From Thrive: Concept of fake spring can also apply to your mental health

Tracey Gruver

If you walk outside today, you’ll see flowers blooming, trees blossoming, robins hopping around the yard, and you’ll think to yourself, what a beautiful spring day. However, you’ll also likely hear many people warning you that this is not really the beginning of spring; it’s fool’s spring or fake spring.

It’s too early in the year for us to rely on the warmer weather and it’s entirely possible we could see a snowstorm before winter is officially over in late March. Fake spring is a real thing that happens every year; just when we think the winter is over, it comes roaring back on us. This concept of fake spring is not just applicable to the weather – it also applies to mental health.

Many people who have experienced symptoms of a mental illness, go through a kind of fool’s spring. They may struggle with their symptoms for a while, and eventually they decide to get help. The person may take medication to treat their illness, or they may participate in therapy. Often, people do a combination of the two, and at some point, the person begins to feel better. The person may even get to the point where they feel “normal” again. It’s often at this point that people think they no longer need the medication, because they feel so much better, or maybe they think they don’t need to go to therapy anymore, because they feel like they are “back to normal.” At this point, sometimes people stop taking their meds, and they stop going to therapy, and often, this can cause their symptoms to come roaring back just like the winter storm after fool’s spring.

This concept is hard for many of us, because we wonder, when is it OK to stop the medication? When is it OK to stop therapy? Do I have to do it forever? The answer to these questions is different for everyone. There is no single formula for how long someone needs to take a medication like an antidepressant. What’s important is that people talk to their doctor about making any changes, so that the doctor can help them make an informed decision.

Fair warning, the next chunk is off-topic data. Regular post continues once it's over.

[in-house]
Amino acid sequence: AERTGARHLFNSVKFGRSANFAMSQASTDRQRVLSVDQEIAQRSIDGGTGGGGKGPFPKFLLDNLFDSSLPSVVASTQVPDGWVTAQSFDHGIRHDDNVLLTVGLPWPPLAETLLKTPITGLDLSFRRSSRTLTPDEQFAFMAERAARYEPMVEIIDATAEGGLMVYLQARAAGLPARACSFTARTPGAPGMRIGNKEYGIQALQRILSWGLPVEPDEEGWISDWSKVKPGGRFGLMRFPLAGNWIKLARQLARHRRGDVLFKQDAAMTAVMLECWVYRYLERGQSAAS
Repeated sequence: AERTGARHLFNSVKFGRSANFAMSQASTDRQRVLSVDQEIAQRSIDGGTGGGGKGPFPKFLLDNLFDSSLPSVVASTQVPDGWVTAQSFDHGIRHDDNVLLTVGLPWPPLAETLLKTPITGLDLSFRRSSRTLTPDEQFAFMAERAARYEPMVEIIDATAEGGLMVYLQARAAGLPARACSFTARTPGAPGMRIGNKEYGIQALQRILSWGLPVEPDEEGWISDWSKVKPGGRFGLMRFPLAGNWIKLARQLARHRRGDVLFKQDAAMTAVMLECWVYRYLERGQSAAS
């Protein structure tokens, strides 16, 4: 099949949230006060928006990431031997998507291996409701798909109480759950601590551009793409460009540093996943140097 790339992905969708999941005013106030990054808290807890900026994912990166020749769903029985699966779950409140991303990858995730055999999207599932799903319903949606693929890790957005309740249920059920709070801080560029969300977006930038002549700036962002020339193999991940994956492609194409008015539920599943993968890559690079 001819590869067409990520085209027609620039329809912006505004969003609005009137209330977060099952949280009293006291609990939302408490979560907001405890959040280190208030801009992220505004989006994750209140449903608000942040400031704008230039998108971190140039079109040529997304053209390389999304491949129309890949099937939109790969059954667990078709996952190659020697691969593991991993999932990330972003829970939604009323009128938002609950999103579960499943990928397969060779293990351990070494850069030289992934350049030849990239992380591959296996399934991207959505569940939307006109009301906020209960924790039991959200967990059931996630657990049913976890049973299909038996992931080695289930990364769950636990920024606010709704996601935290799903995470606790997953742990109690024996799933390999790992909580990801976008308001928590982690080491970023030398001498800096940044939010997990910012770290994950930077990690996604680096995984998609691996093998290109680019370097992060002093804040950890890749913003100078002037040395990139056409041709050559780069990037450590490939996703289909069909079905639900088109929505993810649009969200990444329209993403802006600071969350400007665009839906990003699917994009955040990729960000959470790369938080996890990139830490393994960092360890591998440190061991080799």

Stopping a medication abruptly and without talking to the doctor first is never a good idea. Some medications need to be tapered off gradually so that your body doesn’t have an adverse reaction. You also don’t want to relapse into depression because you just spent so much time and energy to get yourself out of that place. The last thing you want to do when you are feeling better is to make yourself sick or revert right back to where you started when you were having symptoms of mental illness.

Discontinuing therapy sessions is also something you should discuss with your therapist. While experts agree that therapy is designed to have a start and end date and not to be perpetual, it is important to try and finish the plan you and your provider set in place. Your therapist may have some sage advice about how to wind up your sessions – maybe they feel like you still have some work to do in a certain area. Your therapist may also encourage you to simply cut back on the frequency of your sessions at first so that you can still maintain the practice of therapy while just doing it every other week instead of weekly.

Thrive is a nonprofit organization based in Hendersonville that focuses on helping people with mental health needs to move from surviving to thriving. Thrive’s Clubhouse is a day program for adults with severe mental illness, and part of what Clubhouse members do in the program is to work on improving mental health for the long term. Having better mental health can really help people to thrive in the community, but often there is no quick fix. Good mental health takes time and practice to maintain throughout your life.

If you are feeling the alluring call of springtime and you are tempted to stop your mental health treatments, please reconsider. Please reach out to your doctor first, and have a conversation with them to see what they recommend. It can seem like the right thing to “get back to normal” when you are doing so much better, but make sure you follow your doctor’s orders so that you don’t end up back in the harsh winter.

For more information about Thrive’s mental health and housing services, please visit or call the office at 828-697-1581.

Travey Gruver is the Development and Communications Director at Thrive. Contact Thrive at 828-697-1581.

This article originally appeared on Hendersonville Times-News: From Thrive: Concept of fake spring can also apply to your mental health